If you look around at most denominational meetings, you will see that Baby Boom retirements will have a massive impact on our denominations. Boomers make the majority of those in the pews, in the pulpits, and in power. The first wave of Boomers is in the midst of retiring, so what can we expect? How will this affect us?
I can’t say for sure, but let me look into my crystal ball and tell you what I see.
When V. Gene Robinson became the first openly gay bishop in the Episcopal Church in 2003, it triggered shock waves and fears of schism across the worldwide Anglican Communion. Hundreds of parishes left the Episcopal Church in protest.
Taking Retirement: A Beginner's Diary, by Carl H. Klaus
Are you old?” a little boy asked as he popped up in the pool beside me. Hoping that his vision merely had been blurred by the spray and not wanting to admit my age, I tossed off his question by replying, “I didn’t think my backstroke was that bad.” He paddled away muttering, “You must be crazy.”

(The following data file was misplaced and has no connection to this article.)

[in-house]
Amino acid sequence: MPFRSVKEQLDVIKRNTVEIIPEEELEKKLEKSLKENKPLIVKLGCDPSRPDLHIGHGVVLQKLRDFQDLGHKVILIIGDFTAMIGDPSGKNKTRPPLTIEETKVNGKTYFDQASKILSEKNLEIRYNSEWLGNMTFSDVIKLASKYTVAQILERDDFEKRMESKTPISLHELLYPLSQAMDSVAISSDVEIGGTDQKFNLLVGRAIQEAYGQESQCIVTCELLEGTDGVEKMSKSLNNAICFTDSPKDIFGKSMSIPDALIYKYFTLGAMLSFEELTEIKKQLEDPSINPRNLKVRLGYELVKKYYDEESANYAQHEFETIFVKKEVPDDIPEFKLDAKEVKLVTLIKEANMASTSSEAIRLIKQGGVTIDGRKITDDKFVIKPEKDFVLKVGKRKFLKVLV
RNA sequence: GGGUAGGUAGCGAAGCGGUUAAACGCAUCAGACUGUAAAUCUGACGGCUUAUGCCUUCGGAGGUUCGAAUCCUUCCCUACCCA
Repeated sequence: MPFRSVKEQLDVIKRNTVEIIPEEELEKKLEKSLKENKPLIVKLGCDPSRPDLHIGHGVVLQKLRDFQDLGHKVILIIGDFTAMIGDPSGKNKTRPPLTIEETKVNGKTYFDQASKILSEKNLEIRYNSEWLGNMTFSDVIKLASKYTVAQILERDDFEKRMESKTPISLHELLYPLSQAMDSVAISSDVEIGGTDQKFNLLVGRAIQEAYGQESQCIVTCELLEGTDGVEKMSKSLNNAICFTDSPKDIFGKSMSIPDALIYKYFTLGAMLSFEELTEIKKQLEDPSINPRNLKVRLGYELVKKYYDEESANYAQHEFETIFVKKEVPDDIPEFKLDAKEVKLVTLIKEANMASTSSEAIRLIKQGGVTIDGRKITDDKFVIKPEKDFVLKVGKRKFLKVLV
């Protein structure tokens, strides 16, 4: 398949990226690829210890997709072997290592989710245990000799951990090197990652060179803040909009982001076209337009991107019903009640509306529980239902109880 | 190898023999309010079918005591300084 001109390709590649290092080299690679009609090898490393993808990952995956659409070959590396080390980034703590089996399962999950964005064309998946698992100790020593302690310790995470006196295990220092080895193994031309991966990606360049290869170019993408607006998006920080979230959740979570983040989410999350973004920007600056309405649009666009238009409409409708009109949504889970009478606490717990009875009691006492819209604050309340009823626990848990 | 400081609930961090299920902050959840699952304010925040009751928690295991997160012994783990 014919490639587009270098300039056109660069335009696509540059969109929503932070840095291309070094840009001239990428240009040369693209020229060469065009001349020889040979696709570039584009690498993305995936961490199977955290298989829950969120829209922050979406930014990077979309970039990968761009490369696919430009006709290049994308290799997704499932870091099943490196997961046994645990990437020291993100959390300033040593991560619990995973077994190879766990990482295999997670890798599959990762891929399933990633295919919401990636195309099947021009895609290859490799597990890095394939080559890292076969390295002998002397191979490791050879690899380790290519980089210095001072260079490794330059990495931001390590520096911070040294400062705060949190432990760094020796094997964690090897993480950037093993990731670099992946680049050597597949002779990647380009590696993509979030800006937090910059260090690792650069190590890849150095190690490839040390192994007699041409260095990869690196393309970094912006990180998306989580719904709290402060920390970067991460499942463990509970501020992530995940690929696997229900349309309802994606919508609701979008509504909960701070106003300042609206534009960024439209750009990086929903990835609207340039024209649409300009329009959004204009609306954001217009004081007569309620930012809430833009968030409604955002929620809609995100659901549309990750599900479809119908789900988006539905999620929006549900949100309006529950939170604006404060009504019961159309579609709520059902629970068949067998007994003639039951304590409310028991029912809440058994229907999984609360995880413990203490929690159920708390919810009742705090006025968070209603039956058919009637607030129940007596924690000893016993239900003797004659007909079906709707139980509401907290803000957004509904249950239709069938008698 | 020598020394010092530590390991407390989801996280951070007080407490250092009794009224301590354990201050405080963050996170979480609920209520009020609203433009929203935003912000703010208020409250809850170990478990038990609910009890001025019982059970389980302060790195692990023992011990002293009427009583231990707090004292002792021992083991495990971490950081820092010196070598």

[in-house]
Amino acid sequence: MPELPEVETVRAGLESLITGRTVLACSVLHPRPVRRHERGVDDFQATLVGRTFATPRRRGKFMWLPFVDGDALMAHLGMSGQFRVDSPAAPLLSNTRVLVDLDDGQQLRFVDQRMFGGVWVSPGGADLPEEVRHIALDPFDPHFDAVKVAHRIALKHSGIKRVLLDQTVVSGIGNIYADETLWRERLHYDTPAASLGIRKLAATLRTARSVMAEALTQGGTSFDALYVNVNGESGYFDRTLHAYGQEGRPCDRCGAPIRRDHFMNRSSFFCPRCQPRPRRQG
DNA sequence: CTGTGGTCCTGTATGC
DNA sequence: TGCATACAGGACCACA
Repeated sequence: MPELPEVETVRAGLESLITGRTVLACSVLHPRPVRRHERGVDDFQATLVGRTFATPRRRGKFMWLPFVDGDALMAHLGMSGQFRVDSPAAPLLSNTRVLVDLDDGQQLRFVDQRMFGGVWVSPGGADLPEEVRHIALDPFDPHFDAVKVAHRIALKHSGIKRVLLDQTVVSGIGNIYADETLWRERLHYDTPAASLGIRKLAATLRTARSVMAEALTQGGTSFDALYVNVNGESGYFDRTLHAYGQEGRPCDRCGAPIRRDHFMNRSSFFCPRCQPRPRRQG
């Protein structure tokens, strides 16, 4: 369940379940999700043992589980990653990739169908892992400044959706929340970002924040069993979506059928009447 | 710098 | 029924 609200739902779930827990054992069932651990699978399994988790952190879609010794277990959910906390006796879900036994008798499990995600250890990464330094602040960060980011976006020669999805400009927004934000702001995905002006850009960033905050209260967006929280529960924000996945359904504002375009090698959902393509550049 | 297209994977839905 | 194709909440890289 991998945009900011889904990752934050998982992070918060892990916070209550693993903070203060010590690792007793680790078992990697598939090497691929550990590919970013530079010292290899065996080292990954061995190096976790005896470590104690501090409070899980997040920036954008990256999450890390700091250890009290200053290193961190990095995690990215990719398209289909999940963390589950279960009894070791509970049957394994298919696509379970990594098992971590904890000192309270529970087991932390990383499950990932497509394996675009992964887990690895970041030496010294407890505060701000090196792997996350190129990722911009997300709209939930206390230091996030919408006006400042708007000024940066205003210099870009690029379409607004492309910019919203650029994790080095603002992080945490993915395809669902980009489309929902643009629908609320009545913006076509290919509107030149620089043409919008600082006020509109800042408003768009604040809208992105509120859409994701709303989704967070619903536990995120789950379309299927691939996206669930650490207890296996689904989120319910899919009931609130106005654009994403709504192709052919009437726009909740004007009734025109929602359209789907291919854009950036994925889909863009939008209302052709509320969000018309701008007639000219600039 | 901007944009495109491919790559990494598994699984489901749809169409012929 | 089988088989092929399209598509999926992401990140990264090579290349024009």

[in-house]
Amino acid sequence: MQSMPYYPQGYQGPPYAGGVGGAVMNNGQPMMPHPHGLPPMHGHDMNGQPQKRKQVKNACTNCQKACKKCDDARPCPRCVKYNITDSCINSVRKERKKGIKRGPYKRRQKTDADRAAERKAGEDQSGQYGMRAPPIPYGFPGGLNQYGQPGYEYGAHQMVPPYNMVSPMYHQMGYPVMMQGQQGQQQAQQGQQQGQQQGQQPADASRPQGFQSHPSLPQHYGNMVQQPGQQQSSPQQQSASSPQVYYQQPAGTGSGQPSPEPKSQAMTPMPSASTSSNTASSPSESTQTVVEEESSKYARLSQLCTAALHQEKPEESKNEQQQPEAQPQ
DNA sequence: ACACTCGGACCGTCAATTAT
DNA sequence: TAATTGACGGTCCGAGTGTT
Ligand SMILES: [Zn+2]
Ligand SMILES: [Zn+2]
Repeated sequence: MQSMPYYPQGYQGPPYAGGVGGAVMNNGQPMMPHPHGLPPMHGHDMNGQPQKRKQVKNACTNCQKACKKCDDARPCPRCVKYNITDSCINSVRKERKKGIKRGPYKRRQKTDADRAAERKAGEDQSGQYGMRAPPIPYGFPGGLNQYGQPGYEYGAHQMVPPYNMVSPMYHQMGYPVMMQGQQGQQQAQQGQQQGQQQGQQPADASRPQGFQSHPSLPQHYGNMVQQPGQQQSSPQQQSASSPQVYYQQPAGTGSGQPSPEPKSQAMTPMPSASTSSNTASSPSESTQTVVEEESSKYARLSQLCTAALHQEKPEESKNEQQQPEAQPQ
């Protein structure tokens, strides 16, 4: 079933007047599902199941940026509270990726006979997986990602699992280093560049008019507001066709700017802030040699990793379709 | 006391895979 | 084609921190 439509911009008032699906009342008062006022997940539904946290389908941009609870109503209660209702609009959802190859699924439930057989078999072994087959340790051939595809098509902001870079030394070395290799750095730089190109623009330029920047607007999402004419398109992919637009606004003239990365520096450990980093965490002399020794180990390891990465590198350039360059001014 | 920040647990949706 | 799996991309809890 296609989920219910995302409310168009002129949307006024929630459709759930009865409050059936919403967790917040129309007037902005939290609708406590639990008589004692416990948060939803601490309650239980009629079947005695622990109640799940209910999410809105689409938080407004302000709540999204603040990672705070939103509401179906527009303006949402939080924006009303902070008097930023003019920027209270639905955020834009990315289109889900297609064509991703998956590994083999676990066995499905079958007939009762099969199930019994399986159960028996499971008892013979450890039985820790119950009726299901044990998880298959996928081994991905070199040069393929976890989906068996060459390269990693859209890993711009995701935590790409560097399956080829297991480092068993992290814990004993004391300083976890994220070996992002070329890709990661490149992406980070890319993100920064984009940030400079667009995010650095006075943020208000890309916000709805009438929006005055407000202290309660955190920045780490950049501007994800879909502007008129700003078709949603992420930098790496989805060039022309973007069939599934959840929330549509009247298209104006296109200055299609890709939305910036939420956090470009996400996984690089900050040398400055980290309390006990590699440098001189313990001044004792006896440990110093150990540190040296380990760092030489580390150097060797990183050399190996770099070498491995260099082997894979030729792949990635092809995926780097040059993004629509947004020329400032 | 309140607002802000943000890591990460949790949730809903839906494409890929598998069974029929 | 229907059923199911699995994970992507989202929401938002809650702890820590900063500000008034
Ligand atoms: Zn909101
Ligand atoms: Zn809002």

As the Evangelical Lutheran Church in America fights to stay out of a legal battle over unpaid pension benefits, all sides agree on at least one point: more is at stake than millions of dollars owed to some 500 pensioners of Augsburg Fortress, the ELCA's publishing arm.
At age 12, when I still thought I was or would be or could be a poet, John G. Neihardt figured large in my imagination. For 50-plus years he was Nebraska’s poet laureate. He began his editing and writing career in a cottage—really a shack—at the edge of the Omaha Indian reservation, 12 miles from where I grew up.
One of the greatest fruits of high productivity and rising incomes in a country like the U.S. is the financial ability people have to retire. This possibility was beyond the imagination of pre–World War II workers and is still far beyond the expectations of most people living in Third World countries.